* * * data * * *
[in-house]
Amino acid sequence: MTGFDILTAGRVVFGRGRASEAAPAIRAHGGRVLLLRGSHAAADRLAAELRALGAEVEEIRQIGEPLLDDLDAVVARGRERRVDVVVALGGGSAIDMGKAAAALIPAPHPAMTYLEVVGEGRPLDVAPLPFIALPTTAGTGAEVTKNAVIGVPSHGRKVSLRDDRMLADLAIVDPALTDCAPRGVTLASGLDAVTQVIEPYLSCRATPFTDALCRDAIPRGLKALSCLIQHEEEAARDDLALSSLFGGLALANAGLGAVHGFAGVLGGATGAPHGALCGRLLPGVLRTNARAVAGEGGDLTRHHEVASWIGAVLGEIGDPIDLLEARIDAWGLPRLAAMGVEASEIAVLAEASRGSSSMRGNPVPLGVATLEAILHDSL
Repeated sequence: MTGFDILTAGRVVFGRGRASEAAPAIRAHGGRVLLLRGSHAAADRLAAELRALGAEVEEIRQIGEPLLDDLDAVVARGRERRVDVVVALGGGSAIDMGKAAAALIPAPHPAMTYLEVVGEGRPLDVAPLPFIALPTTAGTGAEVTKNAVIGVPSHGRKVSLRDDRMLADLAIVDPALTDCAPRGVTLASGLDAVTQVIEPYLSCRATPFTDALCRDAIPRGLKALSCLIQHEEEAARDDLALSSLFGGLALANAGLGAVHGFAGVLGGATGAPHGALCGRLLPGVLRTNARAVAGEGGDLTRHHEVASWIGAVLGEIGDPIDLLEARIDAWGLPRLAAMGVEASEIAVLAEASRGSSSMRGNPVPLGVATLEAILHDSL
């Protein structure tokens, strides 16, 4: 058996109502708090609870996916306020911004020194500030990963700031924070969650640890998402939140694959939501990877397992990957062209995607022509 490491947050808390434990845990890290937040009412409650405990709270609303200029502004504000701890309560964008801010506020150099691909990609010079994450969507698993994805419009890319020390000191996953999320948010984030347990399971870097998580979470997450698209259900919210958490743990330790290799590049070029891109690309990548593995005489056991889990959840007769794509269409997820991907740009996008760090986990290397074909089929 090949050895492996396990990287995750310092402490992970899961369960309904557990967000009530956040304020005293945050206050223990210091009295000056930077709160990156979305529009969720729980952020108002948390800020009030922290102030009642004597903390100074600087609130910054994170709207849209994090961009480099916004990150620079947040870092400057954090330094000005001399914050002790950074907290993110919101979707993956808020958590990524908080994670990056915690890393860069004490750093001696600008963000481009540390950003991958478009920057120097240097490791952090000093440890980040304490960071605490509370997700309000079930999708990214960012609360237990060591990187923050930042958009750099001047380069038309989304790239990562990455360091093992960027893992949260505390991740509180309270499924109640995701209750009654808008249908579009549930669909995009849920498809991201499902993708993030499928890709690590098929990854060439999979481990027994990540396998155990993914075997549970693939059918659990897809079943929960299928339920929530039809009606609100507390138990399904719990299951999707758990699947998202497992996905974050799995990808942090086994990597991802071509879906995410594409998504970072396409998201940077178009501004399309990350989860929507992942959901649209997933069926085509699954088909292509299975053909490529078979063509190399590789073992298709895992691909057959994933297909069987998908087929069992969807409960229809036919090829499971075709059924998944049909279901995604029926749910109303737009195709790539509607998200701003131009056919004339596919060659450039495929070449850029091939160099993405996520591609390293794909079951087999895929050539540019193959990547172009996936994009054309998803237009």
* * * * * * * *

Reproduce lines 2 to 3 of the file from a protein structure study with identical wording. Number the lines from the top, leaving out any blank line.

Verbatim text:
Amino acid sequence: MTGFDILTAGRVVFGRGRASEAAPAIRAHGGRVLLLRGSHAAADRLAAELRALGAEVEEIRQIGEPLLDDLDAVVARGRERRVDVVVALGGGSAIDMGKAAAALIPAPHPAMTYLEVVGEGRPLDVAPLPFIALPTTAGTGAEVTKNAVIGVPSHGRKVSLRDDRMLADLAIVDPALTDCAPRGVTLASGLDAVTQVIEPYLSCRATPFTDALCRDAIPRGLKALSCLIQHEEEAARDDLALSSLFGGLALANAGLGAVHGFAGVLGGATGAPHGALCGRLLPGVLRTNARAVAGEGGDLTRHHEVASWIGAVLGEIGDPIDLLEARIDAWGLPRLAAMGVEASEIAVLAEASRGSSSMRGNPVPLGVATLEAILHDSL
Repeated sequence: MTGFDILTAGRVVFGRGRASEAAPAIRAHGGRVLLLRGSHAAADRLAAELRALGAEVEEIRQIGEPLLDDLDAVVARGRERRVDVVVALGGGSAIDMGKAAAALIPAPHPAMTYLEVVGEGRPLDVAPLPFIALPTTAGTGAEVTKNAVIGVPSHGRKVSLRDDRMLADLAIVDPALTDCAPRGVTLASGLDAVTQVIEPYLSCRATPFTDALCRDAIPRGLKALSCLIQHEEEAARDDLALSSLFGGLALANAGLGAVHGFAGVLGGATGAPHGALCGRLLPGVLRTNARAVAGEGGDLTRHHEVASWIGAVLGEIGDPIDLLEARIDAWGLPRLAAMGVEASEIAVLAEASRGSSSMRGNPVPLGVATLEAILHDSL